Hunter Duesing’s review published on Letterboxd:
"Play Misty for Me," Clint Eastwood's directorial debut, is one of those post-sexual revolution films like "Looking for Mr. Goodbar" that explores the consequences of seemingly-free love, the horror stories that come with casual sex. The obsessive, stalker female antagonist in "Misty" is of the variety that mostly afflicts those with celebrity, though, the kind of story Stephen King would relate over a decade late in "Misery." A common criticism in reviews of this movie is to say Clint's DJ protagonist deserves what he gets for sleeping with a random, crazy stranger, but that's the whole point of the film. A character is punished for being a slave to his passions. Later Clint flicks like "Every Which Way but Loose," "Unforgiven," and "Gran Torino" were noteworthy for finding Clint doing a fresh take on (or just outright subverting) his usual tough-guy persona, but he does just that in his first movie. Clint, the snarling gunslinger, the no-nonsense cop, casts himself as the victim in a slasher movie.
Clint has a reputation for being a no-nonsense, efficient filmmaker, turning in films on time, under budget, with a product that is lean and mean. This film sets that precedent on the books, but it's interesting to watch Clint indulge in those first-time director flights of attempted art-house fancy. There are seemingly endless dialogue scenes where Clint takes long walks through forests and on beaches with his love interest, editing together an impossible conversation through shots of them in various outdoorsy locales in Carmel, California. Clint isn't so much interested in the dialogue as he is obsessed with the wilderness and crashing waves around his home. These sequences tell us a lot about the director, but they slow the movie down to a crawl. It becomes unintentionally hilarious when these little walk-n'-talks with his gal pal become full on wilderness sex scenes that could only exist in a movie from the early seventies. Clint is not only a great lover of women, he's a great lover of jazz, and a long, sleep-inducing jazz festival sequence follows the long forest sex sequence. It's a large chunk of the movie that could have, and should have been removed for the sake of the story, but it's there, because the director likes it. These plodding bits kill the plot's momentum, which is a shame, because Jessica Walter is terrifying as the crazed stalker, and the movie would've been better served without such large gaps without her. Also, the house Clint's character lives in is distractingly bizarre, it makes the Jungle Room at Graceland look tasteful.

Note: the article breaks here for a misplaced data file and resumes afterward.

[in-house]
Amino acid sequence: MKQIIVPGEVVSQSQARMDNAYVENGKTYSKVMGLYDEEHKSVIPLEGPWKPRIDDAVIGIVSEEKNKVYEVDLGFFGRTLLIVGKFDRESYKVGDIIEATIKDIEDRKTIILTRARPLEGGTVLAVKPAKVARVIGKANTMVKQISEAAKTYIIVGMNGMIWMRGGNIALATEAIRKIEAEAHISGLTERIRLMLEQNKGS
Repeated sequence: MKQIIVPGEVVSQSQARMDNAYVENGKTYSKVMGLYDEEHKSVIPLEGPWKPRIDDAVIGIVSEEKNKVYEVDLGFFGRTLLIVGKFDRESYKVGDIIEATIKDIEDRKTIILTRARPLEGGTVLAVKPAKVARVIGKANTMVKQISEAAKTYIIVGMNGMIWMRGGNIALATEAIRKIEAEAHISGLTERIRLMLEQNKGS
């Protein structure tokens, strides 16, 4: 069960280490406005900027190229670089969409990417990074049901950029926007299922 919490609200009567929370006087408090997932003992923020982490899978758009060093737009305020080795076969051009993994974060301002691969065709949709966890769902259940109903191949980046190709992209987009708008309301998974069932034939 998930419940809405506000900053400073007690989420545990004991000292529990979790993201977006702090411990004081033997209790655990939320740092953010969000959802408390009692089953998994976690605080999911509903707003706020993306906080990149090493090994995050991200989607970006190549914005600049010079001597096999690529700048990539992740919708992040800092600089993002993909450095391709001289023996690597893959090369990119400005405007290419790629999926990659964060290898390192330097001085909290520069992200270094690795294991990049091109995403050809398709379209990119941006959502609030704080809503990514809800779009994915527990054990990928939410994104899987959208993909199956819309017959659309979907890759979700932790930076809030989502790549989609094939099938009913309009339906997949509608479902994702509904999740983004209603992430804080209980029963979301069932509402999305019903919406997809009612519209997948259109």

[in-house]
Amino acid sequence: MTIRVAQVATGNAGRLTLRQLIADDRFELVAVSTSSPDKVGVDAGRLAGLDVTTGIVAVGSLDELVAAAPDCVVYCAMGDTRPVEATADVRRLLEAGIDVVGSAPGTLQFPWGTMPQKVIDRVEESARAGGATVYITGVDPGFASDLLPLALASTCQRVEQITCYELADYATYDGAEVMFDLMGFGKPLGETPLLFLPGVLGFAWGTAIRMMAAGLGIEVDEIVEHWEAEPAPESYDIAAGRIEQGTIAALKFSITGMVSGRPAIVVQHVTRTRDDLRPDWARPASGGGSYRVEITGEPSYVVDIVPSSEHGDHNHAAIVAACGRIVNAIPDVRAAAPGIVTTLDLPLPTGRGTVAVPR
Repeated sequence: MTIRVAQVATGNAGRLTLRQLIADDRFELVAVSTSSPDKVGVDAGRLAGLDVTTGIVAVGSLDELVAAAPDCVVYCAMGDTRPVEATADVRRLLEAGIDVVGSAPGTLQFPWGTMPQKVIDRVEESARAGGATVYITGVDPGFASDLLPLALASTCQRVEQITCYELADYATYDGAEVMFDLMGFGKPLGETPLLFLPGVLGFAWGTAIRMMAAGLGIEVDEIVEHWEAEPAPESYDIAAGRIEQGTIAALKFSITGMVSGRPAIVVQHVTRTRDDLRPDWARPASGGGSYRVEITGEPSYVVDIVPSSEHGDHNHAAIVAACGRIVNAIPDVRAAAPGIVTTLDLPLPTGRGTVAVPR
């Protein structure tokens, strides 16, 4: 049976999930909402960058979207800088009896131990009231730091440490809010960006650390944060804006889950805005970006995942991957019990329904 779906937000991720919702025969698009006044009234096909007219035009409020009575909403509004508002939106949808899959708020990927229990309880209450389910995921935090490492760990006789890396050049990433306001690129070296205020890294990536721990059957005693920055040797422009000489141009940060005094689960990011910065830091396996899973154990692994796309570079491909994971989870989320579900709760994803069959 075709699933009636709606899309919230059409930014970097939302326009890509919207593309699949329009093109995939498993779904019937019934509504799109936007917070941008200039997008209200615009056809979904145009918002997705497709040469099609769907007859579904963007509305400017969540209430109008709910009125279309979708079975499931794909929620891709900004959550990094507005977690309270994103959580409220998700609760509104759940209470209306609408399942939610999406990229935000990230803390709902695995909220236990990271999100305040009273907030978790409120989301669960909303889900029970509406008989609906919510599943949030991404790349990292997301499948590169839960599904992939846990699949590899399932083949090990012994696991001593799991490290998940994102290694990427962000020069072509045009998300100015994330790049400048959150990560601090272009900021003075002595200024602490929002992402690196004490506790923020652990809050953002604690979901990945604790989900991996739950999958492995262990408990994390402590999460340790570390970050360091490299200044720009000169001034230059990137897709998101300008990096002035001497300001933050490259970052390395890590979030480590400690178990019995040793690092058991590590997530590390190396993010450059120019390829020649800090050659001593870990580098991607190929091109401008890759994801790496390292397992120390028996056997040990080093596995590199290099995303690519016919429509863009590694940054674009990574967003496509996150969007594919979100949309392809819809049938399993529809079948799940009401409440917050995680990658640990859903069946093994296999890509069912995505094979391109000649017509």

"Play Misty for Me" is a decent debut for Clint. It hasn't aged well, but it's a must for fans of Clint as a director and as a star. It's interesting to see Clint get bogged down in his obsessions, but also do a few of the things he would become known for as a filmmaker.